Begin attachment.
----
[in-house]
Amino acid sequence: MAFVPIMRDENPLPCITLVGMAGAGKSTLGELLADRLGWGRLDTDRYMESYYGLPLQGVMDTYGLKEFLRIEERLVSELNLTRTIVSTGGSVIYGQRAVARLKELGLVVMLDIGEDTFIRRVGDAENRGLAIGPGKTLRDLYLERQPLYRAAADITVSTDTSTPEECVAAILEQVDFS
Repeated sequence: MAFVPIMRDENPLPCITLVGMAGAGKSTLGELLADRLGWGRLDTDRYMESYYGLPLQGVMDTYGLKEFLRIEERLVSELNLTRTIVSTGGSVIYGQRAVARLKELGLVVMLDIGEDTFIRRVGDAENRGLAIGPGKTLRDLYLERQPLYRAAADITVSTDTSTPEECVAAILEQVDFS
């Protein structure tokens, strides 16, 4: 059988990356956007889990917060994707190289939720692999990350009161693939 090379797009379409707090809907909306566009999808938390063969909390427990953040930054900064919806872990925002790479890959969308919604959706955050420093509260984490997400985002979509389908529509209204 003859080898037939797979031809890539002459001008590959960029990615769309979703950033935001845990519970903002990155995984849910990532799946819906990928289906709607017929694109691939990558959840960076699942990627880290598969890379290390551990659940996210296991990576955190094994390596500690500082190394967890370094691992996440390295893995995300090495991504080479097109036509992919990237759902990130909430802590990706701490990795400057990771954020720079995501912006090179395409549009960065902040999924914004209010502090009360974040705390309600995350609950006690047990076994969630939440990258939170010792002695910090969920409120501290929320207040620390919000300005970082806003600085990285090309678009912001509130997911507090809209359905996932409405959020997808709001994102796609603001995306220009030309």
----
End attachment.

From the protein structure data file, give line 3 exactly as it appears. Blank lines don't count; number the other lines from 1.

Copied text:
Repeated sequence: MAFVPIMRDENPLPCITLVGMAGAGKSTLGELLADRLGWGRLDTDRYMESYYGLPLQGVMDTYGLKEFLRIEERLVSELNLTRTIVSTGGSVIYGQRAVARLKELGLVVMLDIGEDTFIRRVGDAENRGLAIGPGKTLRDLYLERQPLYRAAADITVSTDTSTPEECVAAILEQVDFS